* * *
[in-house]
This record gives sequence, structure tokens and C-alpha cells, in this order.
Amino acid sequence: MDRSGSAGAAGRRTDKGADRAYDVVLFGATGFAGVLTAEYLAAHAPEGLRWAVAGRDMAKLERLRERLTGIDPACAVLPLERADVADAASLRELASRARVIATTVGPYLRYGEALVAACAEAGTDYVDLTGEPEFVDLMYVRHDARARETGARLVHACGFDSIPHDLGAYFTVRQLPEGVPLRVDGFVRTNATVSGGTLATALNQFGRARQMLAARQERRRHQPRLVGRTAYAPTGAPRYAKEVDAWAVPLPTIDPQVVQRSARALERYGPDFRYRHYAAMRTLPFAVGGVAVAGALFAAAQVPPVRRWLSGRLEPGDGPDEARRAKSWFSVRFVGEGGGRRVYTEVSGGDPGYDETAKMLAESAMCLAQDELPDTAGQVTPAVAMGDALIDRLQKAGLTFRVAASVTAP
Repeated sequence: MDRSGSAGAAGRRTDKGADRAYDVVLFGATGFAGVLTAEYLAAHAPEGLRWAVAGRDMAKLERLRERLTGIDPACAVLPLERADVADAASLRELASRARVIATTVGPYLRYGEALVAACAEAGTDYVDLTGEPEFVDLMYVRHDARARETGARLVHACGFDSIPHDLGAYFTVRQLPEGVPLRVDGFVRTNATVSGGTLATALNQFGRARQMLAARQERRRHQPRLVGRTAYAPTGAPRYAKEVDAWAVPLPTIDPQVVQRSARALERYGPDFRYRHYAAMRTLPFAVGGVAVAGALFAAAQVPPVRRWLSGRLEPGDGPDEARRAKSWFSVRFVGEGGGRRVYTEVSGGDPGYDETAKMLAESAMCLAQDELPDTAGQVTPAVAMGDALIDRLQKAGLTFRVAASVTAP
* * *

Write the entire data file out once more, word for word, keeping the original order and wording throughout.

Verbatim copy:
[in-house]
This record gives sequence, structure tokens and C-alpha cells, in this order.
Amino acid sequence: MDRSGSAGAAGRRTDKGADRAYDVVLFGATGFAGVLTAEYLAAHAPEGLRWAVAGRDMAKLERLRERLTGIDPACAVLPLERADVADAASLRELASRARVIATTVGPYLRYGEALVAACAEAGTDYVDLTGEPEFVDLMYVRHDARARETGARLVHACGFDSIPHDLGAYFTVRQLPEGVPLRVDGFVRTNATVSGGTLATALNQFGRARQMLAARQERRRHQPRLVGRTAYAPTGAPRYAKEVDAWAVPLPTIDPQVVQRSARALERYGPDFRYRHYAAMRTLPFAVGGVAVAGALFAAAQVPPVRRWLSGRLEPGDGPDEARRAKSWFSVRFVGEGGGRRVYTEVSGGDPGYDETAKMLAESAMCLAQDELPDTAGQVTPAVAMGDALIDRLQKAGLTFRVAASVTAP
Repeated sequence: MDRSGSAGAAGRRTDKGADRAYDVVLFGATGFAGVLTAEYLAAHAPEGLRWAVAGRDMAKLERLRERLTGIDPACAVLPLERADVADAASLRELASRARVIATTVGPYLRYGEALVAACAEAGTDYVDLTGEPEFVDLMYVRHDARARETGARLVHACGFDSIPHDLGAYFTVRQLPEGVPLRVDGFVRTNATVSGGTLATALNQFGRARQMLAARQERRRHQPRLVGRTAYAPTGAPRYAKEVDAWAVPLPTIDPQVVQRSARALERYGPDFRYRHYAAMRTLPFAVGGVAVAGALFAAAQVPPVRRWLSGRLEPGDGPDEARRAKSWFSVRFVGEGGGRRVYTEVSGGDPGYDETAKMLAESAMCLAQDELPDTAGQVTPAVAMGDALIDRLQKAGLTFRVAASVTAP